incorporate any result into the "God-paradigm". Baby survived accident?
Proof of God! Baby didn't survive accident? Proof of God! Therefore, God
PD> God has given us His Word which has stood the test of time.
How so? Prove God has given us his word. Prove it has stood the test
PD> Historians do not dispute the validity of Scripture. We have exact
PD> locations mapped out regarding where the events took place.
ends what you mean by validity. NT scripture can be dated, if that's
what you mean, and none of it is dated prior to 70-80 A.D. (hint: your Christ
supposedly died about 40-50 years before that). In addition, the earliest of
the NT scriptures are written by a character who claimed not to even have met
Christ. The gospels are from the second century, and if by validity you mean
that Matthew wrote Matthew, Mark wrote Mark, Luke wrote Luke, and John wrote
John, I've got news for you on that one too: historians do not dispute the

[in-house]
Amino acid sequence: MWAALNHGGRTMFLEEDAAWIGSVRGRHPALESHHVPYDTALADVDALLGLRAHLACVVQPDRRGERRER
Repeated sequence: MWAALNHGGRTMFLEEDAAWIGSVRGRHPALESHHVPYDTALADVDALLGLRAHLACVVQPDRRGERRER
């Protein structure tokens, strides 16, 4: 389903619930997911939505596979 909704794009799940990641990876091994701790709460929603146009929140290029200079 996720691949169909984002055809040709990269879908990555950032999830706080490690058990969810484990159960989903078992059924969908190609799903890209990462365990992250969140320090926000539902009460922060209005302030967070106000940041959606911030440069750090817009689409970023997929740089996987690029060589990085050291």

fact that the gospels were NOT written by their namesakes, and that some of
them were used as sources for the others (e.g. Mark used as source document
for Matthew and Luke). For the real details on scripture, you'd be best to
ask John Mussellwhite or Joshua Lee -- they've actually looked into this
stuff, whereas I suspect you haven't ("historians do not dispute scriptural
validity" sounds very much like an unresearched blanket statement, which I
suspect you are taking from authority [e.g. your preacher] and not personal
As for exact locations mapped out, is that like people who have actual
pieces of the cross Christ was crucified on? In any event, if the writers of
the scriptures knew the geography of the area, it's hard not to get those
details correct. Oh look, the hill is exactly where it's supposed to be!
Therefore, everything in this book is true! By the same logic, a novel which
correctly gave the layout of the city of Toronto would also be infallible, I
PD> Furthermore, in the book of Hebrews, God gives us page after page
PD> of examples of how He affected the lives of Biblical figures
PD> throughout the ages.
So? Paul, you don't think that this can be fictionalized? If I come up
with an account of how Vishnu affected the lives of his prophets, does Vishnu
exist? Exercise a little critical thought here, Paul, instead of sitting
there like a fish waiting to swallow the bait.